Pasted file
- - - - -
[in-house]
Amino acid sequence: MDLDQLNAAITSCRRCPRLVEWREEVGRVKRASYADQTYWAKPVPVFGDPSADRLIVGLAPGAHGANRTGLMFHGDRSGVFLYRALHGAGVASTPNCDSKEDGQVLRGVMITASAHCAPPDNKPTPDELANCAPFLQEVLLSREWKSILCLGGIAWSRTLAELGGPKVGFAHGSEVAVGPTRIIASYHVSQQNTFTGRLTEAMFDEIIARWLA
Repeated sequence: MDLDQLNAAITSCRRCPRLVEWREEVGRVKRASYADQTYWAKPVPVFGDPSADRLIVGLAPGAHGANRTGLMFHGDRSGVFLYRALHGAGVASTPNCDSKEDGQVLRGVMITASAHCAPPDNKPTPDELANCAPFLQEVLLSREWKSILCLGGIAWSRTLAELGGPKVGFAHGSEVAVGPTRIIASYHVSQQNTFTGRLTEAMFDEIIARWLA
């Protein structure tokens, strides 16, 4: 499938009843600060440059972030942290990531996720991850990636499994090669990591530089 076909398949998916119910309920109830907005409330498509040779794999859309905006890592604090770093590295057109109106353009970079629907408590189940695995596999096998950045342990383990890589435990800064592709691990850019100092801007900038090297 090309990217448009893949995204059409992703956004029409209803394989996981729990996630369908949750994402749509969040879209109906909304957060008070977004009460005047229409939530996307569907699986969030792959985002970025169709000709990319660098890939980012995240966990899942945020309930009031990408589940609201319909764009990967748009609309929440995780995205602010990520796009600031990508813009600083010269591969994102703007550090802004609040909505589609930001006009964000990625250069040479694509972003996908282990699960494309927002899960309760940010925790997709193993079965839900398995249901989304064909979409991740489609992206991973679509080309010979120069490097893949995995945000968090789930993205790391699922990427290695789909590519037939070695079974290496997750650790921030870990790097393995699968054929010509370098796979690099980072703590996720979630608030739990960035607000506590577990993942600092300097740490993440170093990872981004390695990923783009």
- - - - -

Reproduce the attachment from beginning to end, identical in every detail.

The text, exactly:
[in-house]
Amino acid sequence: MDLDQLNAAITSCRRCPRLVEWREEVGRVKRASYADQTYWAKPVPVFGDPSADRLIVGLAPGAHGANRTGLMFHGDRSGVFLYRALHGAGVASTPNCDSKEDGQVLRGVMITASAHCAPPDNKPTPDELANCAPFLQEVLLSREWKSILCLGGIAWSRTLAELGGPKVGFAHGSEVAVGPTRIIASYHVSQQNTFTGRLTEAMFDEIIARWLA
Repeated sequence: MDLDQLNAAITSCRRCPRLVEWREEVGRVKRASYADQTYWAKPVPVFGDPSADRLIVGLAPGAHGANRTGLMFHGDRSGVFLYRALHGAGVASTPNCDSKEDGQVLRGVMITASAHCAPPDNKPTPDELANCAPFLQEVLLSREWKSILCLGGIAWSRTLAELGGPKVGFAHGSEVAVGPTRIIASYHVSQQNTFTGRLTEAMFDEIIARWLA
């Protein structure tokens, strides 16, 4: 499938009843600060440059972030942290990531996720991850990636499994090669990591530089 076909398949998916119910309920109830907005409330498509040779794999859309905006890592604090770093590295057109109106353009970079629907408590189940695995596999096998950045342990383990890589435990800064592709691990850019100092801007900038090297 090309990217448009893949995204059409992703956004029409209803394989996981729990996630369908949750994402749509969040879209109906909304957060008070977004009460005047229409939530996307569907699986969030792959985002970025169709000709990319660098890939980012995240966990899942945020309930009031990408589940609201319909764009990967748009609309929440995780995205602010990520796009600031990508813009600083010269591969994102703007550090802004609040909505589609930001006009964000990625250069040479694509972003996908282990699960494309927002899960309760940010925790997709193993079965839900398995249901989304064909979409991740489609992206991973679509080309010979120069490097893949995995945000968090789930993205790391699922990427290695789909590519037939070695079974290496997750650790921030870990790097393995699968054929010509370098796979690099980072703590996720979630608030739990960035607000506590577990993942600092300097740490993440170093990872981004390695990923783009």